I am sure by now most people have heard of Bitcoin, or other cryptocurrencies. While Bitcoin value has significantly dropped this year, the underlying technology, blockchain, is fascinating. Blockchain is the concept of a distributed ledger backed securely with cryptography techniques. Since most farmers do their own books, it's essentially having all of your financial transactions secured with a dual handshake, encrypted and then kept in multiple locations. It also ensures that no one institution controls the financial exchange and that the money is guaranteed at point of delivery of goods.
This is where blockchain comes into agriculture. The exchange of agricultural goods is cash flow heavy, and traceability to source is becoming increasingly important. Receiving payment immediately through a validated currency exchange tied to an official currency is really interesting! AgriDigital based out of Australia is tying agriculture and blockchain together, and being the first to do so shows how agriculture may benefit.
The pilot AgriDigital was run in partnership with CBH Group at an oat processing facility. Using a payment methodology directly tied to the Australian Dollar. The commodity, oats in the pilot, was digitally represented as a digital title token that represented the quality and quantity. The digital token was then made available and a buyer in this case the CBH's subsidiary Blue Lake Milling secured the token and requested physical delivery. At the point of physical delivery, settlement of exchange happened in real time transferring the title of the digital token to the buyer in exchange for Agricoin at the agreed upon price for the token. The Agricoin could be immediately settled for the Australian dollar to which Agricoin pegged.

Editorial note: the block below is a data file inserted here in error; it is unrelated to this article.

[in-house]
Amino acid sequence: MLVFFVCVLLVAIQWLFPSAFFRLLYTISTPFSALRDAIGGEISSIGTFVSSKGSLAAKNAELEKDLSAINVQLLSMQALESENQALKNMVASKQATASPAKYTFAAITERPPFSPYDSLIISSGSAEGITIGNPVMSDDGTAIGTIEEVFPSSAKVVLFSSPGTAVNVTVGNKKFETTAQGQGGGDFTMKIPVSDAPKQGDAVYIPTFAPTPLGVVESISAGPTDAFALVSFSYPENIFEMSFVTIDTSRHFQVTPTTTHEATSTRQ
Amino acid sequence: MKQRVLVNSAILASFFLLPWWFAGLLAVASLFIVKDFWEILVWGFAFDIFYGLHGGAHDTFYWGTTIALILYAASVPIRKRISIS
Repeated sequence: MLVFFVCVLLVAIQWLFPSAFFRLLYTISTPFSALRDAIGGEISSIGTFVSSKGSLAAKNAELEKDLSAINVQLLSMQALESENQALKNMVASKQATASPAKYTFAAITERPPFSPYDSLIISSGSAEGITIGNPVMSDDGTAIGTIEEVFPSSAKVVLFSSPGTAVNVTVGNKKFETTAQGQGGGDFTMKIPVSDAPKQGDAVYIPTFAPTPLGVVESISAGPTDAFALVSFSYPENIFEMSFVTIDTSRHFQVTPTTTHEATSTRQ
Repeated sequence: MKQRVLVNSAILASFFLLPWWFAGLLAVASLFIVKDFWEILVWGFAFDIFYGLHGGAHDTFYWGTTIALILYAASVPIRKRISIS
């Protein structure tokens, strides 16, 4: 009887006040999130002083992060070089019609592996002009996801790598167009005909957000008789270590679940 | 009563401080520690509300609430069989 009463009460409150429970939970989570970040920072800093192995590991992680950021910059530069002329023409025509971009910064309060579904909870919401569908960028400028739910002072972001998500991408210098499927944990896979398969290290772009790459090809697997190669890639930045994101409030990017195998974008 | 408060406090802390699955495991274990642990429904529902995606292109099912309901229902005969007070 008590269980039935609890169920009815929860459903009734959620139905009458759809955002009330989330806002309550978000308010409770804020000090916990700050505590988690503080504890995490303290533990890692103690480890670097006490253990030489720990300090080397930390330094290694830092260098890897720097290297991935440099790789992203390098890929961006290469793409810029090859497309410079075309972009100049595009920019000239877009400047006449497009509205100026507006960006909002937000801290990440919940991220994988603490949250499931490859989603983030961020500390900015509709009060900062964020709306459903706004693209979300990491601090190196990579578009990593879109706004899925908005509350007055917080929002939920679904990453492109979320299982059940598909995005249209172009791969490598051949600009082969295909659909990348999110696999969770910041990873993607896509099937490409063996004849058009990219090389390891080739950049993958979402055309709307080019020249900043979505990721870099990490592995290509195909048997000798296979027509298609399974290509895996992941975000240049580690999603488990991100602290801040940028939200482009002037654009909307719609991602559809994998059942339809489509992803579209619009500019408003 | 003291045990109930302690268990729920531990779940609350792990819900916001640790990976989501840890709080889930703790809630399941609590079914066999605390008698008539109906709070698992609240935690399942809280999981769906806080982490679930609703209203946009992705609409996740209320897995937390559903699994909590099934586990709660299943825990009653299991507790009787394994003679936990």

While this was a small pilot, it's new tech proving itself out in agriculture, and something to be thinking of in terms of the possibilities of new formats of delivery and immediate cash settlements. While this example is grain delivery, it would be just as easy to envision this in technology being applied for inputs including tokens for which a farmer would peg the token the price and quantity of given inputs like seed or fertilizer. Any transaction where a trusted distributed ledger, easy/immediate settlement and a bidding system would be beneficial could effectively utilize blockchain technologies. If you would like to read the in depth pilot study it is available for download here.
If you haven't heard of Bitcoin and you enjoy a comedic approach to it, John Oliver's explanation on Last Week Tonight is both funny and a good overview. As you've probably read a number of our blog articles, you know we like comedy, but in forewarning there is a number of swears as this was originally broadcast on HBO.